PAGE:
The drinks industry is misrepresenting the evidence about alcohol-related cancer risks, according to research by the London School of Hygiene & Tropical Medicine and the Karolinska Institutet in Sweden.
While drinking is a ‘well-established’ risk factor for a number of cancers, including liver, breast, colorectal and oral cavity – and accounts for around 4 per cent of new UK cases each year – the drinks industry is misleading the public through ‘activities that have parallels with those of the tobacco industry’, says the review.
The research team analysed cancer-related information on the websites and publications of nearly 30 industry-funded organisations worldwide over a two-month period, and found that most showed ‘some sort of distortion or misrepresentation’ of evidence, particularly around breast and colorectal cancers The most common approach was in ‘presenting the relationship between alcohol and cancer as highly complex’, say the researchers – with the implication that there was no evidence of a ‘consistent or independent’ link – while others included ‘selective omission’, ‘misrepresenting or obfuscating the nature or size’ of the risk and ‘claiming inaccurately that there is no risk for light or “moderate” drinking’.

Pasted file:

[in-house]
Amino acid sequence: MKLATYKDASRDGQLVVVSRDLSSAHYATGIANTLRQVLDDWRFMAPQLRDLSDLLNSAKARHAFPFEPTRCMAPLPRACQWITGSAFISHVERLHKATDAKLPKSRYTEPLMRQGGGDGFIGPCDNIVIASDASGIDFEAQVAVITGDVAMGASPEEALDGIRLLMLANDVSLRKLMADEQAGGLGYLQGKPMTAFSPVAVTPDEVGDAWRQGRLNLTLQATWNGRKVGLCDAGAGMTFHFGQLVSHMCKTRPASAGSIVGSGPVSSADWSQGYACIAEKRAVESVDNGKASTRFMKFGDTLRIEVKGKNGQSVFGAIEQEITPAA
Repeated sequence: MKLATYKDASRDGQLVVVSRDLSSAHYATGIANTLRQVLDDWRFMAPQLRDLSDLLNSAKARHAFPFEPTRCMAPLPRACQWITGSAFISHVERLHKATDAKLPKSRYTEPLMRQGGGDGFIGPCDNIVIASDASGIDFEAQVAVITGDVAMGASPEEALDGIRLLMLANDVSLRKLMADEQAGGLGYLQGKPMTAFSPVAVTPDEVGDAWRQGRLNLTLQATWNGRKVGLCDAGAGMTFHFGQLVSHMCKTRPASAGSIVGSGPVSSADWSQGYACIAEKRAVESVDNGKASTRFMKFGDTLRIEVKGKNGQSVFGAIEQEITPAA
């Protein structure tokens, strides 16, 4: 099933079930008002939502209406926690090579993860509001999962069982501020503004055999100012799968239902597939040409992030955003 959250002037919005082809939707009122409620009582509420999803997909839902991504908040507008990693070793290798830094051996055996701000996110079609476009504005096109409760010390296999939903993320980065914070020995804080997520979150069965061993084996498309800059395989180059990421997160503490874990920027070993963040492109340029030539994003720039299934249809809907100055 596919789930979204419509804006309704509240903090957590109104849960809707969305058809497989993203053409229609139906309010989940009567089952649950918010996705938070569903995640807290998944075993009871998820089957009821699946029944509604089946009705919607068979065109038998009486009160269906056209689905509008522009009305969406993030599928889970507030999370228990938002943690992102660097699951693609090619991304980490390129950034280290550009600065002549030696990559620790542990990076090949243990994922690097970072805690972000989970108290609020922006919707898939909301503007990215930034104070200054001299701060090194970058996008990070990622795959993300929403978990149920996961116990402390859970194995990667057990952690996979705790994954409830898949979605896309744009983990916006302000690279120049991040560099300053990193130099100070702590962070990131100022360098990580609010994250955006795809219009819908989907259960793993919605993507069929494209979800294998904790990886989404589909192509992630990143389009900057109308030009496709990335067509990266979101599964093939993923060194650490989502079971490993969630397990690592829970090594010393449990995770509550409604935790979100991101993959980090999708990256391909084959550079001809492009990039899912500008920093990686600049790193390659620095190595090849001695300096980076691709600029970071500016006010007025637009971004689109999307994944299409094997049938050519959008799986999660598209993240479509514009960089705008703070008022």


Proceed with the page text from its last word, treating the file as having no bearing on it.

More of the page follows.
‘The weight of scientific evidence is clear – drinking alcohol increases the risk of some of the most common forms of cancer,’ said professor of public health at the London School of Hygiene & Tropical Medicine, Mark Petticrew. ‘Public awareness of this risk is low, and it has been argued that greater public awareness, particularly of the risk of breast cancer, poses a significant threat to the alcohol industry. Our analysis suggests that the major global alcohol producers may attempt to mitigate this by disseminating misleading information about cancer through their “responsible drinking” bodies.’
There were ‘obvious parallels’ with the tobacco industry’s ‘decades-long campaign to mislead the public about the risk of cancer, which also used front organisations and corporate social activities’, he added.
A spokesperson for Drinkaware responded by saying that, although funded by
donations from ‘alcohol producers, supermarkets and others’, it was not an industry organisation and that all of its health information was approved by a medical advisory panel of ‘senior and independent’ experts. The panel ‘regularly reviews peer-reviewed medical evidence and how Drinkaware presents this information to the public, to ensure that it is doing so in an accurate and reliable manner’, the spokesperson stated.
However, chair of the Alcohol Health Alliance, Professor Sir Ian Gilmore, said that the report ‘clearly shows the alcohol industry misleading the public about the risks associated with alcohol’ and that it was ‘not just heavy drinkers’ who were at risk. ‘With only one in ten people aware of the link between alcohol and cancer people have both a need and a right to clear information about the health risks of drinking alcohol.’
How alcohol industry organisations mislead the public about alcohol and cancer, in the journal Drug and Alcohol Review, at onlinelibrary.wiley.com